SAIF: Reshaping finance education and research
The Shanghai Advanced Institute of Finance aims to develop talent and provide solutions to China’s economic issues
The Shanghai Advanced Institute of Finance has vowed to strengthen its efforts in providing effective solutions to China’s economic issues by continuing to develop top talent for the financial industry and generating cutting-edge knowledge in financial theory and applications, said Chun Chang, executive dean and professor of finance at SAIF.
“As SAIF is based in China, we naturally have a deep understanding of the domestic market and China’s financial system, which allows us to better develop solutions and a theory system with a global perspective,” Chang said.
Established in 2009, SAIF became one of the youngest business schools in the world to receive the international accreditation from the Association to Advance Collegiate Schools of Business International, a global educational accreditation network, earlier this year.
In this year’s Financial Times’ annual ranking of the best Master in Finance programs in the world, SAIF made a strong debut when it was ranked 2nd in Asia and 28th in the world.
“China’s financial and economic issues are unique. It takes both local insights and international perspective to tackle them. That's what SAIF tries to do — we study Chinese issues using an international perspective and this allows us to be in a leading position with well-rounded strengths in the finance community,” Chang said.
Research into China’s economy, the second largest in the world, has been a hot topic in the academic world. According to Chang, despite China's rising status internationally, the domestic financial industry is still closed and lagging behind its international counterparts. However, the local financial industry nevertheless holds great potential in the long-term development of China’s economy.
According to the dean, there is also a shortage of theories and studies to support the government’s decision-makers.
In response to this issue, Chang said: “At SAIF, we are committed to training top talent, building an open platform for research and becoming a leading think tank, especially on issues related to China’s financial system.”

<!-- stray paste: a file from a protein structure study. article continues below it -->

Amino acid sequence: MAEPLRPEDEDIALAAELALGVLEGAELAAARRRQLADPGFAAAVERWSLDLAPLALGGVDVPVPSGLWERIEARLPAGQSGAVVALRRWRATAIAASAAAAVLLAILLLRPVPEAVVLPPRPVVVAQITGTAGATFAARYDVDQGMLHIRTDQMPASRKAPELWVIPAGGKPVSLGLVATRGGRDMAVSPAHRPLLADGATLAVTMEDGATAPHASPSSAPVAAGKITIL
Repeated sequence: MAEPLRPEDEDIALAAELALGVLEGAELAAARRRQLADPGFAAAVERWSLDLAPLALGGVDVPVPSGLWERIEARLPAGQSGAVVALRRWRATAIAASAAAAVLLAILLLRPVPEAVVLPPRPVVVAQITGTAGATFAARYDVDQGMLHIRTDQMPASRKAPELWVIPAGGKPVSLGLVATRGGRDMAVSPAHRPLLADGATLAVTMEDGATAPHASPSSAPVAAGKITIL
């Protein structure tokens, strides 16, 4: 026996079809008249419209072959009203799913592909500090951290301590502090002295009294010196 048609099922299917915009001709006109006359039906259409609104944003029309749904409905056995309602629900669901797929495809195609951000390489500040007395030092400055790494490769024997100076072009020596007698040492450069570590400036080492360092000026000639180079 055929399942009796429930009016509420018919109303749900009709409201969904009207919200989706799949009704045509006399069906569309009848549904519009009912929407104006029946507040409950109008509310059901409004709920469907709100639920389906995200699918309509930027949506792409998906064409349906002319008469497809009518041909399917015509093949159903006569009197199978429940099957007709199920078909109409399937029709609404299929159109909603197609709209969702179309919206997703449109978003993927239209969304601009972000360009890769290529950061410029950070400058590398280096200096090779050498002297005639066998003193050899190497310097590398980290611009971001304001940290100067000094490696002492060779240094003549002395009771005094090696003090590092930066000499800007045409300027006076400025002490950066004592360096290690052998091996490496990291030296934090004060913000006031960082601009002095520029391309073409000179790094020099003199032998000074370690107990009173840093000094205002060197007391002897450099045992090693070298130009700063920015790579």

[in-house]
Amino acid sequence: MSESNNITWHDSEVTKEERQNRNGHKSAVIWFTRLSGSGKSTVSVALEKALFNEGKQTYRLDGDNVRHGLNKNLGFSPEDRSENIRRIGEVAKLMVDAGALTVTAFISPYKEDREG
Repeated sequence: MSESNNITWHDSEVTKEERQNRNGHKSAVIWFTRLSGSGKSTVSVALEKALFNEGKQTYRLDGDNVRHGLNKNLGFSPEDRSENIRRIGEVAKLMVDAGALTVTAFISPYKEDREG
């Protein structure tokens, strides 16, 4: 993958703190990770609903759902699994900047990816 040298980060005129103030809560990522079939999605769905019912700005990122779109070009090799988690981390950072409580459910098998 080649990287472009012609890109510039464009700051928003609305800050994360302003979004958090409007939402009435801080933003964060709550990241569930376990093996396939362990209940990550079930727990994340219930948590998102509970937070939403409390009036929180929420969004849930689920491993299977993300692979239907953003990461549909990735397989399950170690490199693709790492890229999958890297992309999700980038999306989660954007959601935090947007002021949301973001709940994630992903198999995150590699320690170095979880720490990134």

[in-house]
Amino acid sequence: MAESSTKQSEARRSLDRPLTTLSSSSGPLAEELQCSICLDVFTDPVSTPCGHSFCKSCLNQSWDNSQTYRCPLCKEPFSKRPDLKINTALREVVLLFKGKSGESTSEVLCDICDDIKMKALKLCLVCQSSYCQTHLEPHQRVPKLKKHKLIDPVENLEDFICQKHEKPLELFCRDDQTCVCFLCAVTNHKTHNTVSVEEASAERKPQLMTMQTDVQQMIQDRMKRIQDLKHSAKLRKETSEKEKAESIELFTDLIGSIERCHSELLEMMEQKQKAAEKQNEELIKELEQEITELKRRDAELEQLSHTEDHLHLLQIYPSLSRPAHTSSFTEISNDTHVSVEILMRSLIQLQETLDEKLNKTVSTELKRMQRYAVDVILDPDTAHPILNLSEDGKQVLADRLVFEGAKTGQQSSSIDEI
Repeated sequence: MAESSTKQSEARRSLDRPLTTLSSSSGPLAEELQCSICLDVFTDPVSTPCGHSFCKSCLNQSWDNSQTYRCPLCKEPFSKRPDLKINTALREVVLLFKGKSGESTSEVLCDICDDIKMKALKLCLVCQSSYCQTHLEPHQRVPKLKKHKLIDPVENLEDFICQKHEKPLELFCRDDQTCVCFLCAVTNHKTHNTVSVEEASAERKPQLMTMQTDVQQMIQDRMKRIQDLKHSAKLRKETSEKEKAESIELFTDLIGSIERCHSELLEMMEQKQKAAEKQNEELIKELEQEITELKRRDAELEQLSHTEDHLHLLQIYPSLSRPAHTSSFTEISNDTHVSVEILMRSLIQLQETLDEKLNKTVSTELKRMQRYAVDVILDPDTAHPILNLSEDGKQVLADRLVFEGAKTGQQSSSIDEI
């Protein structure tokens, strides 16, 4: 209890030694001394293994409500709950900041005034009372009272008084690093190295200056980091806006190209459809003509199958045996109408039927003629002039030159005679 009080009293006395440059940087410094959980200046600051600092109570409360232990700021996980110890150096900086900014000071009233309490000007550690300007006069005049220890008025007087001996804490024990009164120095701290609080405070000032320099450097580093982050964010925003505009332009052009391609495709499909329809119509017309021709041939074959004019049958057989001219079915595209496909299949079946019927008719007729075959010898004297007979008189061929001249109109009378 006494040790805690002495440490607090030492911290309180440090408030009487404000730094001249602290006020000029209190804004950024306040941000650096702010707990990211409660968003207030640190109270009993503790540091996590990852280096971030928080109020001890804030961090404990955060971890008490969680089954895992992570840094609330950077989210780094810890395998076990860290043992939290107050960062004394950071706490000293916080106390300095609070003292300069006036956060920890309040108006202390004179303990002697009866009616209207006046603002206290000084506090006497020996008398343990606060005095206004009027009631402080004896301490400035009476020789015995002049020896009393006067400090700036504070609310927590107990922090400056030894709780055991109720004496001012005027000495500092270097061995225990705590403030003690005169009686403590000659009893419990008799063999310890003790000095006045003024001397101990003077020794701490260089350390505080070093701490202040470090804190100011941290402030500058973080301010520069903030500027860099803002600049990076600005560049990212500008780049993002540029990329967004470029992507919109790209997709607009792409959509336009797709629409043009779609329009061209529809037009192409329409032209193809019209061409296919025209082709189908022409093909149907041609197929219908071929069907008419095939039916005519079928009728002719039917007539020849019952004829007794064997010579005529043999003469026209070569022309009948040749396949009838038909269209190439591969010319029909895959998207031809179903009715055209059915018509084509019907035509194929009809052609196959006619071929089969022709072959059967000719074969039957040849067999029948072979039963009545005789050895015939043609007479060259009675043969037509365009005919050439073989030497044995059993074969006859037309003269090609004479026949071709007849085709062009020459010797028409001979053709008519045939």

The idea to form the SAIF was born when leading city officials visited Shanghai Jiao Tong University in 2008 and were given a chance to compare the finance major curriculums of local universities and overseas schools.
“People were shocked to find huge differences between the curriculums and this was when we realized that it was necessary to carry out education reforms,” Chang said.
“The authorities knew that Shanghai needed to have a high-end financial institute to help the city progress and catch up with its international counterparts. This marked the birth of SAIF.”
The institute now boasts an internationally-minded faculty team, composed mostly of overseas returnees who not only have rich overseas background and experience, but also possess deep insights into the domestic market.
Chang was the first Chinese to become a finance professor in an American university, having taught at Carlson School of Management, University of Minnesota, for 17 years.
He is also the first scholar to return to work in China on a full-time basis after becoming a tenured finance professor in a leading American university.
SAIF currently has a faculty of 27 full-time professors and 35 special-term professors. Forty-six of them obtained tenured positions from top business schools in North America and Europe.
In a bid to create a dynamic environment for education and research, SAIF has also been pegging its standards to those of the world’s top-tier business schools, and is looking to expand its offerings. In addition, the curriculum and management of the faculty are also modeled after the best business schools in North America.
“Our full-time faculty members are recruited from the finest institutions in the world, including Stanford, Wharton, Columbia, Chicago, MIT and UBC. They are reviewed and promoted in a manner consistent with leading research institutions in North America and Europe,” Chang said.
“SAIF is also a platform for exploring the reform of the internationalization of higher Chinese education, something that has not been truly achieved yet,” he added.
Over the years, SAIF has widely cooperated with overseas business schools for faculty and student exchanges. China Lab, for example, is a threemonth international course for SAIF's MBA and Master of Finance students and their counterparts at MIT’s Sloan School, and it is designed to help students from both countries gain firsthand experience.
Students of the Shanghai Advanced Institute of Finance have a group discussion at the institute.
Chun Chang, executive dean and professor of finance at SAIF